Termite Season Is Here Early - KLTV.com - Tyler, Longview, Jacksonville |ETX News

5/14/04

Termite Season Is Here Early

Termite season is here in East Texas. A relatively warm winter and a wet spring have created perfect conditions for termites to move into your home and eat away at it. Every year in the U.S., termites cause more than $2 billion in property damage, repair, and control costs.

A house in Lindale was recently under attack by thousands of termites.

"You can see the trails going through here," Tony Santangelo, owner of Innovative Pest Control in Lindale, said. "That's these trails right there, just under the paint."

The termites eat at the wood and the studs behind the walls, hollowing out baseboards and causing paint to peel.

"Termites are always associated with dirt," Santangelo said.

Santangelo says termites bring dirt with them to keep moisture inside the walls so the termites can survive.

"You can simply lean your hand on the wall," Santangelo said. "And if your hand goes through it, that's a pretty good sign you got termites."

Normally, the wall trim is solid, but after termites have had their meal, a light jab with a knife will go right through.

It took five months to kill the termite colony in the house we visited. It's one of the worst cases Santangelo has seen in East Texas. If a problem like that goes un-treated, termites can cause thousands of dollars in damage, like in this case, or even take down an entire house.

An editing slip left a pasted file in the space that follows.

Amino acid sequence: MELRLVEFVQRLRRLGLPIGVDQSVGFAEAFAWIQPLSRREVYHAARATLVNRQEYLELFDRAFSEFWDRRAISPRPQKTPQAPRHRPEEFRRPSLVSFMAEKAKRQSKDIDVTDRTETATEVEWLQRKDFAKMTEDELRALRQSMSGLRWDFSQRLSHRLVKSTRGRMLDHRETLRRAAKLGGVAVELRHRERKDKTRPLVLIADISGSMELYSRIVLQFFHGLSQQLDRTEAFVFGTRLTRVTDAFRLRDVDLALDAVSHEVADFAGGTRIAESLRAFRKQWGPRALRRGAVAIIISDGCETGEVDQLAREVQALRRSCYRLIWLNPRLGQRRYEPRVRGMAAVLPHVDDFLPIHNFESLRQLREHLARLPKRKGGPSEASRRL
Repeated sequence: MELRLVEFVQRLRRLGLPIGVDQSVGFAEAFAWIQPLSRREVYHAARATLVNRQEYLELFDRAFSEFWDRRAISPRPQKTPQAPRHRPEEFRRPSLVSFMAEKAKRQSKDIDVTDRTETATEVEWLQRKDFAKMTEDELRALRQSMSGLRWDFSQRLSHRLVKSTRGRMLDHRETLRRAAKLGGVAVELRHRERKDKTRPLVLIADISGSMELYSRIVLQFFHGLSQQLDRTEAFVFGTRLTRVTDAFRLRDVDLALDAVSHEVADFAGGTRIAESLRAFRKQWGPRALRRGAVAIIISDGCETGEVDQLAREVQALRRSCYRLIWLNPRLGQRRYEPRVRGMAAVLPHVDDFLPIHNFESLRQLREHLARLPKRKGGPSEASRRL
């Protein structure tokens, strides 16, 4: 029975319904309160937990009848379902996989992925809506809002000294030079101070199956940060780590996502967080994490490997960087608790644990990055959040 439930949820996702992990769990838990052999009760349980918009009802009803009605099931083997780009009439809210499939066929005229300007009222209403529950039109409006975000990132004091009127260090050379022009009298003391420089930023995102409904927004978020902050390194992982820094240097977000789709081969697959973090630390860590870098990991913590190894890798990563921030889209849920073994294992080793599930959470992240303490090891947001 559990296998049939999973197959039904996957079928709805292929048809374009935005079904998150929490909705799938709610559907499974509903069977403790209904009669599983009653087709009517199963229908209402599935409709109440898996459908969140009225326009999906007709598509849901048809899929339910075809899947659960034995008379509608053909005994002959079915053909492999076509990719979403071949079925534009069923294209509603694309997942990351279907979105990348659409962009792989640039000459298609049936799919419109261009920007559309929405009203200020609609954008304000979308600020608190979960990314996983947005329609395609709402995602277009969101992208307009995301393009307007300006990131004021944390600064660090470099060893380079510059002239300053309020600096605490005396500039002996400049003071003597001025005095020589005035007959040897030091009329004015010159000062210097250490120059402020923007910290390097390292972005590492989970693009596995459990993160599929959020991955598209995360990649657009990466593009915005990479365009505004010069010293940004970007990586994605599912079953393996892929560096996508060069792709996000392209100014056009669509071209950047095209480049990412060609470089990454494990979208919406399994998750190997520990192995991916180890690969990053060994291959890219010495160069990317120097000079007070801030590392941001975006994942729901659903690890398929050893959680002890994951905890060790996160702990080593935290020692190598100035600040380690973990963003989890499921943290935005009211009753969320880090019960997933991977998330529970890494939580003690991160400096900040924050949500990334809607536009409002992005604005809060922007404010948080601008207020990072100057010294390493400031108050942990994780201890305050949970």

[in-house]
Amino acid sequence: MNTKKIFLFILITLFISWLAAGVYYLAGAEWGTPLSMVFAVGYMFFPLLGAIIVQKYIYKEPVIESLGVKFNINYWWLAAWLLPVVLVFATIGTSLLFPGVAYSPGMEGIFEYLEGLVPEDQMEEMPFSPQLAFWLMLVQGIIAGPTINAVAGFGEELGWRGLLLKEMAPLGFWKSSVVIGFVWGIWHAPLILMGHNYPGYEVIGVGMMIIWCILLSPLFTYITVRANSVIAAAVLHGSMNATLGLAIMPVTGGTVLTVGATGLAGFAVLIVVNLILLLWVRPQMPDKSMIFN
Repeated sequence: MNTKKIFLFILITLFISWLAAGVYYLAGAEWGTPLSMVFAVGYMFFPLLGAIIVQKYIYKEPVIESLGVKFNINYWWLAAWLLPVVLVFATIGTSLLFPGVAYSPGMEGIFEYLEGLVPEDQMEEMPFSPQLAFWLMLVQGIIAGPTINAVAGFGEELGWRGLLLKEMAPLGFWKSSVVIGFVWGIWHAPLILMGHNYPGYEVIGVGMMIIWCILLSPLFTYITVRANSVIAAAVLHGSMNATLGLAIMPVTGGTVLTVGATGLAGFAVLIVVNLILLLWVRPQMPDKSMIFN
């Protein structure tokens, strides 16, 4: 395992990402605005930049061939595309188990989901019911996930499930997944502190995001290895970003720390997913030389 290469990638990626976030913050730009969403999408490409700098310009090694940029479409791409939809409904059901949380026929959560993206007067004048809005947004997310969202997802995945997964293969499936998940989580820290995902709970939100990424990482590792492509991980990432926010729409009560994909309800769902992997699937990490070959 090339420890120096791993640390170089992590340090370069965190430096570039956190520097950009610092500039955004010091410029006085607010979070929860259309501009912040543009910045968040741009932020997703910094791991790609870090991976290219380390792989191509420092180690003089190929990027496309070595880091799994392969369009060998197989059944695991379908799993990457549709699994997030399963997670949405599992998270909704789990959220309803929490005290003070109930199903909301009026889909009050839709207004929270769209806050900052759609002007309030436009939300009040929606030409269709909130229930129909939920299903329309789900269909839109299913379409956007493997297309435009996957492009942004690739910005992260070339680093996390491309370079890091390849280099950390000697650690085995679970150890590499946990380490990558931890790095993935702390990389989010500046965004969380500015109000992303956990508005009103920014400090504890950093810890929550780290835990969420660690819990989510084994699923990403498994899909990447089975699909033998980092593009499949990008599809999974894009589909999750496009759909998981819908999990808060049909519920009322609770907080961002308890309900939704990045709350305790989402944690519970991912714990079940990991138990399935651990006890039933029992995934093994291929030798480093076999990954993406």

"They can ruin the structural integrity of a structure, if they get into a place that's a wall, a low-bearing wall or something of that nature," Santangelo said.

There are two ways professionals treat termites: the barrier system, which can cost several hundred to more than $1,000; and the new baiting system, Sentricon, which can also be used to pre-treat a home before it's attacked. The baiting system will cost upward of $1,000.

Pest control experts say peak termite season is expected to last through the summer. But they say termites work year-round, so you should constantly be on the look-out.

Julie Tam, reporting.

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